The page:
Jersey Shore Psychiatrist has a few ways to cure the Christmas, holiday blues
The Christmas season brings all kinds of feel good emotions for us but there are some who have a tough time during this time of year -- perhaps lonely, depressed, single and feeling lonely, recently divorced or widowed/lost a loved one, financial woes or something else.
But there are ways for us to help them and for those struggling right now to find happiness on their own.
Dr. Ramon Solkhah, Chair of Psychiatry at Jersey Shore University Medical Center, explains the first way to curing the Christmas blues is remembering who is behind the social media posts.
"Not everything you see on social media is a true reflection of everyone's lives so it becomes very easy to get sucked in and think that everyone else is leading such phenomenal, happy lives but everyone is sort of muddling along especially during the last 20-months as we've been dealing with Covid," Solkhah said. "I think it's important to remember some of the core aspects of this time of year. We do get trapped into the financial issues and the shopping and what-have-you, but it really is about gratitude, right, and thanks."
Dr. Solkhah says that at this time of year, it's important to focus on the meaning for the season which includes gratitude and thanks for what's right there with you.
"Rather than thinking about the things you don't have or the experiences you're not having but thinking about the things that you do have in your life and being grateful for even the small things," Solkhah said.
There are some small yet instrumental things you can do to feel better during the Christmas season.
"When you're sitting there and a little bit upset, think about being able to pick up the phone and call someone or nowadays with Zoom and FaceTime, you can actually jump on a video call and actually see someone virtually if not actually in person. There are lots of little steps that we can take," Solkhah said.
For any fan of The Simpsons, you'll remember the very first episode that ever aired, "Simpsons Roasting On An Open Fire", where Homer doesn't get his Christmas bonus and Marge has to use the jar of Christmas savings to remove a tattoo Bart got.
Desperate to make the best of things and keep his lack of bonus from Marge, Homer gets a job as a mall Santa and then goes to the dog race track and ends up later on coming home with a dog for the family, Santa's Little Helper, and everyone is happy.
There are lots of TV shows with Christmas episodes and Christmas Movies and while many will make you laugh, there are also plenty that teach a lesson or two about this time of year -- even Die Hard.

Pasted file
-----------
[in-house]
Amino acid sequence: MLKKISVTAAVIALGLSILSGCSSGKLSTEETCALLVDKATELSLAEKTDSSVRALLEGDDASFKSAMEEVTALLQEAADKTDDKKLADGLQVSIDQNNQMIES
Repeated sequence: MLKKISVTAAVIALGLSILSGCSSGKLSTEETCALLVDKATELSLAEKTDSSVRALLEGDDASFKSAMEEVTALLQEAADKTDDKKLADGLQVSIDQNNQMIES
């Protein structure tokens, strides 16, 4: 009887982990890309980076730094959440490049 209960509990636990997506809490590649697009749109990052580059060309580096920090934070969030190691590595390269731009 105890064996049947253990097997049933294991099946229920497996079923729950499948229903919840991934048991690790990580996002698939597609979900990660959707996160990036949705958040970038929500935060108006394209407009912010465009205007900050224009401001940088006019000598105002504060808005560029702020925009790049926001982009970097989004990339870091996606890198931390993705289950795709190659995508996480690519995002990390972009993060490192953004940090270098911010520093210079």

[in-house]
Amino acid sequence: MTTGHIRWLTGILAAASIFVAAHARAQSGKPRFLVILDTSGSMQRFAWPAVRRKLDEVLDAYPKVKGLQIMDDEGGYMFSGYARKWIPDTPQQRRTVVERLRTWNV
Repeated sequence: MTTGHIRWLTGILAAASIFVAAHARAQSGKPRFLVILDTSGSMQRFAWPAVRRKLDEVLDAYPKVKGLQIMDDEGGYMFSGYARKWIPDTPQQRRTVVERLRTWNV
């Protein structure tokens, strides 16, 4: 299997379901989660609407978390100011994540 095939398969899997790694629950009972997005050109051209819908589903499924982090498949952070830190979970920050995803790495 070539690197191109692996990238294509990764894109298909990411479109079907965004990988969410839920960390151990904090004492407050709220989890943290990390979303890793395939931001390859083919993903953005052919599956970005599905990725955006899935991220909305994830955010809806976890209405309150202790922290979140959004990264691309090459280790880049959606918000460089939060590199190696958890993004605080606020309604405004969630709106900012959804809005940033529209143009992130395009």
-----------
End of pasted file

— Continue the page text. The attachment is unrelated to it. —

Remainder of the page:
"The reason that all of us, most of us enjoy those sappy sort of movies is because there is a heartwarming message there and again these movies, etc. are fiction, they're not true but they do remind us of some of the core features of this time of year and I think that for all of us as we're watching those, to be inspired and to really take the little messages out of it," Solkhah said. "I think we all, too often, become focused on ourselves and it really is important to be focused on others even if you're single or recently widowed -- try and figure out ways that you can be connected to the greater community and volunteer at a homeless shelter or volunteer at an animal shelter -- there are so many ways that you can participate and be connected to other people and to really have some of that spirit of connection and giving and thanks."
There's no one size fits all solution, Dr. Solkhah explains, you just have to figure out what works best for you in trying to help and connect with others.
This also helps anyone who feels isolated or lonely or depressed at this time of year, which can also cause stress.
"Anything where you can turn that energy into a positive is always a good thing and is always better for our own health," Solkhah said.
One of the reasons people may feel lonely or sad during the winter months as it gets dark by 5 pm is due to what's called Seasonal Affective Disorder (SAD), which Dr. Solkhah explains can lead to more of a depression.
"There's a real depression that comes from the chemical changes in our brain related to the change in our sleep cycle and the change in the light cycle," Solkhah said. "These are people who tend to have that repetitive nature, right, every Christmas they tend to get into that emotional state. If you know that about yourself, there are ways to focus on that alone."
One way to help with that is through light therapy, Dr. Solkhah recommends, and get what's called a full spectrum lightbulb to replace in some of the lamps in your house.